Charles Ives
Bold print giveth and the fine print taketh away!

charles ives stampWith his father the most influential musician in the Danbury Connecticut region, it’s no wonder that Charles Ives started his musical education at an early age. While his father hoped that Charles would pursue a career as a concert pianist, Charles specialized in the organ. Even more remarkably, Ives Charles decided to sacrifice his musical career and go into business. On short notice he left Yale University and moved to New York City to take up a job as a lowly paid clerk with the Mutual Life Insurance Company. Charles reasoned, that if a composer “has a nice wife and some nice children, how can he let them starve on his dissonances?” Charles would eventually have a nice wife and some nice children, and he certainly had a gift for doing business. He rapidly rose in the insurance ranks and by 1907 together with his partner Julian Myrick had founded his own company Ives & Co. In no time at all, Ives & Myrick became the largest insurance agency in the United States, particularly famous for their spectacular profits and Ives’s innovative ideas about selling and trading.

Ives appeared to have been highly skilled in training a professional sales force, and the firm established a dedicated school for insurance agents. His innovative use of a network of trained sales agents made his agency one of the most profitable companies in the country. Both partners were increasingly well rewarded for their efforts, and in 1913, Ives reported a personal income of $10,342, which had risen to $30,000 in 1918. Just in case you are wondering, that’s worth about half a million dollars in 2015! Ives real claim to fame in the world of business, however, was the introduction of his concept of estate planning. In his 1910 pamphlet entitled Life Insurance: The Amount to Carry and How to Carry It, Ives detailed the process of anticipating the disposal of an estate during a person’s life. Revised a decade later, it would prove to have far-reaching effects on the entire insurance industry. His employees remember Ives as an unusual boss, who in his shy and retiring way was able to inspire his workforce. “When Ives talked with someone,” according to one of his workers,“ he elevated them. It’s very hard to describe, but he made everyone feel important.” By all accounts, Ives strongly believed that “there was not a service that I could render to my fellow man that was more important than the business of life insurance, because it instilled in the soul and mind of my fellow man the responsibility of meeting his obligations.”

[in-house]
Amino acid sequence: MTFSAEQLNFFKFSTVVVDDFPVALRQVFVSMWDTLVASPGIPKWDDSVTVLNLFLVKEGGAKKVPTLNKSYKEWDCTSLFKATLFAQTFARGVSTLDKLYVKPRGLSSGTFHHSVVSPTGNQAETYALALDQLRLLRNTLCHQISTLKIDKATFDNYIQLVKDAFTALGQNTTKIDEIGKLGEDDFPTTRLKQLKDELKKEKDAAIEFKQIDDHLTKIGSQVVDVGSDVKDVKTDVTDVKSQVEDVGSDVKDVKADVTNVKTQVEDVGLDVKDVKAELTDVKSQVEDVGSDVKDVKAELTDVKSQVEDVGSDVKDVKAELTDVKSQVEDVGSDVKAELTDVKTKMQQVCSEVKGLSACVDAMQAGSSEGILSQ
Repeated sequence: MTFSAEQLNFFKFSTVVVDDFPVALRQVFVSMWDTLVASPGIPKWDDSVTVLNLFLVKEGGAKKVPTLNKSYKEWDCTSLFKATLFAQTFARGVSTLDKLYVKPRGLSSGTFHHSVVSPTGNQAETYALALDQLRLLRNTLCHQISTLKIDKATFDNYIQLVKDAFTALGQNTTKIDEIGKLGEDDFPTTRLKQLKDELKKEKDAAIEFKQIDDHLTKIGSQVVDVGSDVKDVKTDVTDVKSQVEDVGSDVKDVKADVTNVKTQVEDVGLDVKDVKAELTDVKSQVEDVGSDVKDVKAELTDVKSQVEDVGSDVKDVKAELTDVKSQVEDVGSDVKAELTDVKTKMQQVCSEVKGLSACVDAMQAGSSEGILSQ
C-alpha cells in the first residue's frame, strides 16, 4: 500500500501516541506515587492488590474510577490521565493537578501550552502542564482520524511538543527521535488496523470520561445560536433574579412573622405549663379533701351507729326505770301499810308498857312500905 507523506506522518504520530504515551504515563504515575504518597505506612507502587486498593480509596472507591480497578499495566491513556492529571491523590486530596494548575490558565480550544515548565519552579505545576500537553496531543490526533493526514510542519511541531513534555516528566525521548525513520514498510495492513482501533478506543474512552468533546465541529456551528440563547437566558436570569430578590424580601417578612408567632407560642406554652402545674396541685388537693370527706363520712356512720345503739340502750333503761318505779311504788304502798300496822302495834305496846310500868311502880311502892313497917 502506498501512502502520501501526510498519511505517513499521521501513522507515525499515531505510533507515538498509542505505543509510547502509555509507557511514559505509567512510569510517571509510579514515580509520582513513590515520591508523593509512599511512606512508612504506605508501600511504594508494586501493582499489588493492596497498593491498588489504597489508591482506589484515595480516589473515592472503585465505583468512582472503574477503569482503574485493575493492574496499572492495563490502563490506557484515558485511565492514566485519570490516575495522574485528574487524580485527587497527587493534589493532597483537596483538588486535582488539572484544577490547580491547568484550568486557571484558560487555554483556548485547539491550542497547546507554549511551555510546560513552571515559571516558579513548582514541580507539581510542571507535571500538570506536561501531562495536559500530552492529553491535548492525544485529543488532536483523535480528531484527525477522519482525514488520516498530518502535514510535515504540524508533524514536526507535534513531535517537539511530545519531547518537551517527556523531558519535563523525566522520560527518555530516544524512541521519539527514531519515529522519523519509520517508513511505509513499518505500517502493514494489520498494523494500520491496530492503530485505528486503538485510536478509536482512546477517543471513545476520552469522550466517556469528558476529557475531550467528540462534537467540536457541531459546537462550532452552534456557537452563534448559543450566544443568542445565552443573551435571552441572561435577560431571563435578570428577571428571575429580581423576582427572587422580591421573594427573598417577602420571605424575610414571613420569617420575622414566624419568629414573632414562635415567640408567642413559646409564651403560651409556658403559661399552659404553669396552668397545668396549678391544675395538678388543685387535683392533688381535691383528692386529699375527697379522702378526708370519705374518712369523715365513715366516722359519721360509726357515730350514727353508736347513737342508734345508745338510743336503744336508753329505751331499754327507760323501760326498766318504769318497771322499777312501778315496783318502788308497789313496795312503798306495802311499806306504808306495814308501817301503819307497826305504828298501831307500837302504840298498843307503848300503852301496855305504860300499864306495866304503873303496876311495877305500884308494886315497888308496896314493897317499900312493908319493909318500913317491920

Charles Ives: Symphony No. 1
Many of his artistic and spiritual ideals started in business. In a famous paragraph he writes, “My business experience revealed life to me in many aspects that I might otherwise have missed. In it one sees tragedy, nobility, meanness, high aims, low aims, brave hopes, faint hopes, great ideals, no ideals… And it has seemed to me that the finer sides of these traits were in the majority. The fabric of existence weaves itself whole. You cannot set an art off in the corner and hope for it to have vitality, reality and substance. There can be nothing exclusive about a substantial art. It comes directly out of the heart of experience of life and thinking about life and living life. My work in music helped my business and work in business helped my music.” His compositions, whether large or small, complex or simple, radical or traditional are based on the dialectic of opposites he lived every day. For everybody around him, his frequently spiky compositions were seen as an eccentric hobby. In 1927, he tearfully told his wife, “I can’t seem to compose any more. I try and try and nothing comes out right.” Three years later he resigned from the insurance agency he had built. His music really only gained popularity towards the end of his life and he was awarded a Pulitzer Prize in 1947 at the ripe old age of 73.

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